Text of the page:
Abortion Procedures & Risks

Dilation & Curettage (D&C) With Vacuum Aspiration - The doctor first opens (dilates) the cervixand then empties the uterus with suction. After suctioning, the doctor may scrape the walls of the uterus to make sure the unborn child, placenta, and contents of the uterus have been completely removed. Possible side effects and risks include: cramping of the uterus or pelvic pain; a hole in the uterus (uterine perforation) or other damage to the uterus; injury to the bowel or the bladder; a cut or torn cervix (cervical laceration); incomplete removal of the unborn child, placenta, or contents of the uterus requiring an additional operation; infection; complications from anesthesia such as respiratory problems, nausea and vomiting, headaches, or drug reactions; inability to get pregnant due to infection or complication from an operation; possible hysterectomy as a result of complication or injury during the procedure; hemorrhage (heavy bleeding); emergency treatment for any of the above problems, including possible need to treat with an operation, medicines, or a blood transfusion; rarely, death.

Dilation & Evacuation (D&E) - To prepare for the procedure, the doctor will open (dilate) the cervix. Most women experience some pain, so the doctor may give you a painkiller — either locally by shots in the area of the cervix or by a general anesthetic — or a sedative (which will leave you conscious). The uterus will be scraped and the unborn child and placenta are removed. After 16 weeks, the unborn child and placenta are removed, piece-by-piece, using forceps or other instruments. This procedure will take less than an hour. Possible side effects and risks include: hole in the uterus (uterine perforation) or other damage to the uterus; injury to the bowel or bladder; cut or torn cervix (cervical laceration); incomplete removal of the unborn child, placenta, or contents of the uterus requiring an additional operation; infection; complications from anesthesia, such as respiratory problems, nausea and vomiting, headaches, or drug reactions; inability to get pregnant due to infection or complication from an operation; possible hysterectomy as a result of complication or injury during the procedure; hemorrhage (heavy bleeding); emergency treatment for any of the above problems, including the possible need to treat with an operation, medicines, or a blood transfusion; rarely, death.

• Abortion by Labor Induction (Medical Induction) - Medicines will be used to start labor. These medicines can be put in the vagina, injected in the uterus (womb) or given into the vein (intravenously or by IV). The medicines used cause the uterus to contract and labor to begin. Sometimes more than one medicine will be used. This procedure may take from several hours to several days. Your doctor may use instruments to scrape the uterus and make sure that the unborn child, placenta, and other contents of the uterus have been completely removed. Possible side effects and risks include: nausea or vomiting; diarrhea; fever; infection; complications from anesthesia such as respiratory problems, nausea and vomiting, headaches, or drug reactions; inability to get pregnant due to infection or complication from an operation; possible hysterectomy as a result of complication or injury during the procedure; damage or rupture of the uterus (womb); the possibility of a live-born baby; incomplete removal of the unborn child, placenta, or contents of the uterus requiring an operation; hemorrhage (heavy bleeding).; water intoxication; emergency treatment for any of the above problems, including the possible need to treat with an operation, medicines, or a blood transfusion; rarely, death.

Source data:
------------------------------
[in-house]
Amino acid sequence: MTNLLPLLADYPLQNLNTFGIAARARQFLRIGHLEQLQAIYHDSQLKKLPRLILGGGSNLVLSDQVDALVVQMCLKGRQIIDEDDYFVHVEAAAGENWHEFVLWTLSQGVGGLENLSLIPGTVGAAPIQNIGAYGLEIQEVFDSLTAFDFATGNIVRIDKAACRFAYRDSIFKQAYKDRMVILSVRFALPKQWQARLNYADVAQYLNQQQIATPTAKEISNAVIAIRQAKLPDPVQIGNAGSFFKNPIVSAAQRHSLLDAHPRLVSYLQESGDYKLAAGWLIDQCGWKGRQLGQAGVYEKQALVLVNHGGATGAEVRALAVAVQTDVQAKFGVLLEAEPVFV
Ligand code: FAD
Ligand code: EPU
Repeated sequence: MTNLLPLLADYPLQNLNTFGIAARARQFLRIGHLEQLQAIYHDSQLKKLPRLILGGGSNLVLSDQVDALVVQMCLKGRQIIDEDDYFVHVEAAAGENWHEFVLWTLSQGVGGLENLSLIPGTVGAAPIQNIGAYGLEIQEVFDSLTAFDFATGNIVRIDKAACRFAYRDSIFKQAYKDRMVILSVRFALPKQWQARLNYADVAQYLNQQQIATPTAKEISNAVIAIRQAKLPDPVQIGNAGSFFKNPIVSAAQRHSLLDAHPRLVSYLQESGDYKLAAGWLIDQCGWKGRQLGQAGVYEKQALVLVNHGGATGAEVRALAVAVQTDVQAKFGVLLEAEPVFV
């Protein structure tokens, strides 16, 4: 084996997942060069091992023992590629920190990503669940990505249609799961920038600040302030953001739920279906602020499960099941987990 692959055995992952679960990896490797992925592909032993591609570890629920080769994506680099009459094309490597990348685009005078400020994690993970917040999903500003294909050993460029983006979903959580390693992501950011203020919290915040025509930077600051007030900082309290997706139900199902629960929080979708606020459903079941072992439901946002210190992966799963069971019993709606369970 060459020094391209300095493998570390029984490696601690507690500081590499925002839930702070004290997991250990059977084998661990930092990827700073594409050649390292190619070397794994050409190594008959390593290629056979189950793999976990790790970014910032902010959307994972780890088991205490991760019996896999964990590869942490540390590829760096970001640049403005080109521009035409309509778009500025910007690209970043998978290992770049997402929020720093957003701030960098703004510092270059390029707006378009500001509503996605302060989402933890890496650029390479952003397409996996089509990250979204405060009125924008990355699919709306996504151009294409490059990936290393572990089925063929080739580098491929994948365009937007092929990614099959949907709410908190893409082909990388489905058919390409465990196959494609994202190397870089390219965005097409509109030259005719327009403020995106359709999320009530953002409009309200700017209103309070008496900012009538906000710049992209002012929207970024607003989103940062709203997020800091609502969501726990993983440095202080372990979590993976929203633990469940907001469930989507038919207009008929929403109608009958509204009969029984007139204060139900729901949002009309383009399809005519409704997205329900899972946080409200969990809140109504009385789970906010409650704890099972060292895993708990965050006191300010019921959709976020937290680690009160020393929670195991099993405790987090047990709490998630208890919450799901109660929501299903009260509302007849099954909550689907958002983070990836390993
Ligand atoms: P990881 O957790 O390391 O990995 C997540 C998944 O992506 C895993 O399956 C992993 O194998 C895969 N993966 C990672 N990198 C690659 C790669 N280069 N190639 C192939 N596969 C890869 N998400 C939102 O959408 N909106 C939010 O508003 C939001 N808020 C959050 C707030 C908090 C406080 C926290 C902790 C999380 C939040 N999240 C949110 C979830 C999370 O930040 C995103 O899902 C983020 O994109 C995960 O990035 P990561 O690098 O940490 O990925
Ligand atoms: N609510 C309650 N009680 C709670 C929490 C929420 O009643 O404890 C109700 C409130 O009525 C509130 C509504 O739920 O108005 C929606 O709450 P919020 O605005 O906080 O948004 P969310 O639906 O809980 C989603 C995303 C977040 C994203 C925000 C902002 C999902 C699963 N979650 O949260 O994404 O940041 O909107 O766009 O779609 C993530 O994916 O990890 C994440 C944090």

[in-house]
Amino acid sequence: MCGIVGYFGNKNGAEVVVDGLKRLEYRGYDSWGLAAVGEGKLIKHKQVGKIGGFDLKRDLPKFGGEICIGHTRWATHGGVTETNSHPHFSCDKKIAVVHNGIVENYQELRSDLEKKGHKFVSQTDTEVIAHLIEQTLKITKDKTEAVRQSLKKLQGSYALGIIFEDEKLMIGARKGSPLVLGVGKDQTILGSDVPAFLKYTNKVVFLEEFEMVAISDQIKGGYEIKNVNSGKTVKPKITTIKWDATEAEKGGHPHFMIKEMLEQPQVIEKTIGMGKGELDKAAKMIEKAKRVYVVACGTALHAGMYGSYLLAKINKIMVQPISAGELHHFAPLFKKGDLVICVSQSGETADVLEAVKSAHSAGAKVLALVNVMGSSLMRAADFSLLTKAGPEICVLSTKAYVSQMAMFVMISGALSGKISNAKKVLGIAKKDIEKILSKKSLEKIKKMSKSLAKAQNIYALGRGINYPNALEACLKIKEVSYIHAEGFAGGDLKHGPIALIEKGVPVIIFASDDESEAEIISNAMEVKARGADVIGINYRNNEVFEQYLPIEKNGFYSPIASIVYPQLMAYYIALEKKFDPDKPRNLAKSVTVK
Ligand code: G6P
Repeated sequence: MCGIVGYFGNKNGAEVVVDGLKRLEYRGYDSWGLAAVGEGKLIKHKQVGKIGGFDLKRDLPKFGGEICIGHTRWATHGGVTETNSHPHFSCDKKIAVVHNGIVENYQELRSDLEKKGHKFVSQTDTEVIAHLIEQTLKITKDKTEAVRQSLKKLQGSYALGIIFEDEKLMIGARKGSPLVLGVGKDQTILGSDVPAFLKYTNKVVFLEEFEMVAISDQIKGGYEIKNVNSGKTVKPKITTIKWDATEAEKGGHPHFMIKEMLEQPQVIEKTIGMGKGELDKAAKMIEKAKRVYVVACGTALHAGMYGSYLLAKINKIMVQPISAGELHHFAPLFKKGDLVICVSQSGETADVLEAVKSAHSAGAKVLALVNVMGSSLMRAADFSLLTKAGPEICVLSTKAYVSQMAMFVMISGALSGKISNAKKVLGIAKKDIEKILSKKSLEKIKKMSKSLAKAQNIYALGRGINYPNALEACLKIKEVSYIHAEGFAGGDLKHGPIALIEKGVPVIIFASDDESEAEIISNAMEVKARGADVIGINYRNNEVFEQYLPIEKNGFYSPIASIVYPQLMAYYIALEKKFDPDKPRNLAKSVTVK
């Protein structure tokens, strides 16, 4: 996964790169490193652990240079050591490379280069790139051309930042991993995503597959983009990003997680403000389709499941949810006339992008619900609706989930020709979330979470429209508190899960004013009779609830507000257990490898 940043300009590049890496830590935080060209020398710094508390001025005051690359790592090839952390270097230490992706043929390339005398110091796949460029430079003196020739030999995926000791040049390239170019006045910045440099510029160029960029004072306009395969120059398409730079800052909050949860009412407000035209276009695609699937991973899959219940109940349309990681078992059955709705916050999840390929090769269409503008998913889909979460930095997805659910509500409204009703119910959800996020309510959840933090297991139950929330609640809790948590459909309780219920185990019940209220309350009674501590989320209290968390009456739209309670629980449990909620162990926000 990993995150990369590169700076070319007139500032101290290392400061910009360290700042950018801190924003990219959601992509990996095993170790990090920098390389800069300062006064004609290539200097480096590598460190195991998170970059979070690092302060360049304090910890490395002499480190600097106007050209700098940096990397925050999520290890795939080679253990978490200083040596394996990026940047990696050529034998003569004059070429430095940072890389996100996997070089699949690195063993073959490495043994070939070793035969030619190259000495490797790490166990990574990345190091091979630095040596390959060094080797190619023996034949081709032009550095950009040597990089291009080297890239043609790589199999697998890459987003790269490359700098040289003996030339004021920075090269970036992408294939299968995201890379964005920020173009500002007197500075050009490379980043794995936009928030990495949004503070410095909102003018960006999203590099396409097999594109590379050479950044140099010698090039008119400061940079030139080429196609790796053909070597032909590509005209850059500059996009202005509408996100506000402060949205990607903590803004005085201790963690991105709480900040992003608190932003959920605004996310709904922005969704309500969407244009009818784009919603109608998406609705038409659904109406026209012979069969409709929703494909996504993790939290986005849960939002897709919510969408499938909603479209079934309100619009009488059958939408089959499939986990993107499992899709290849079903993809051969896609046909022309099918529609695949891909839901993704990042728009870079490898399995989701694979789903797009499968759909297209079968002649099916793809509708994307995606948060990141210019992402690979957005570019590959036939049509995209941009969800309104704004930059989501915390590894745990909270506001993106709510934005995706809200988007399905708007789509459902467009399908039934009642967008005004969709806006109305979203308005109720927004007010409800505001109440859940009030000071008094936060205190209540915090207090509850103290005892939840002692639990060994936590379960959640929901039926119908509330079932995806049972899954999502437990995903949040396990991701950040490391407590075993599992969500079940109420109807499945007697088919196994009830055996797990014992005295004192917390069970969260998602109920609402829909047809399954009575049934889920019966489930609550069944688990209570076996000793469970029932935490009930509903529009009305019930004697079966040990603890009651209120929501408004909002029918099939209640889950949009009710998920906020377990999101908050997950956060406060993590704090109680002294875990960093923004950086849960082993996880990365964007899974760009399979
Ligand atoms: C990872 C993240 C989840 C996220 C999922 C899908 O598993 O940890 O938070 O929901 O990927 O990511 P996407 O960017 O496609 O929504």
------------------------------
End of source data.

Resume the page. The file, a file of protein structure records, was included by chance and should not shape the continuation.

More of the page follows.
• Dilatation and Extraction (D&X) - The doctor will dilate (open) the cervix. The doctor will grasp the unborn child’s foot with an instrument and deliver the child except for the head. While the head is kept in the birth canal, scissors are used to make a hole in the back of the head, a tube is inserted, and suction is applied. The contents of the unborn child’s skull are suctioned out, the bones of the head collapse, and the child is delivered dead. Possible side effects and risks include: a hole in the uterus (uterine perforation) or other damage to the uterus; injury to the bowel or bladder; cut or torn cervix (cervical laceration); incomplete removal of the unborn child, placenta, or contents of the uterus, requiring an additional operation; infection; complications from anesthesia such as respiratory problems, nausea and vomiting, headaches, or drug reactions; inability to get pregnant due to infection or complication from an operation; possible hysterectomy as a result of complication or injury during the procedure; hemorrhage (heavy bleeding); emergency treatment for any of the above problems, including the possible need to treat with an operation, medicines, or a blood transfusion; rarely, death.

A Woman’s Right To Know (2012) Texas Dept. of State Health Services, http://www.dshs.state.tx.us/.

                  ch 1.15

Cervical damage from previously induced
abortions increase the risks of miscarriage,
premature birth, and complications of labor
during later pregnancies by 300 – 500%. A
major study of first pregnancy abortions
found that 48% of women experienced
abortion-related complications in later
pregnancies. Women in this group
experienced 2.3 miscarriages for every one
live birth.
~Abortion As A Public Health Issue
from Elliot Institute, AfterAbortion.org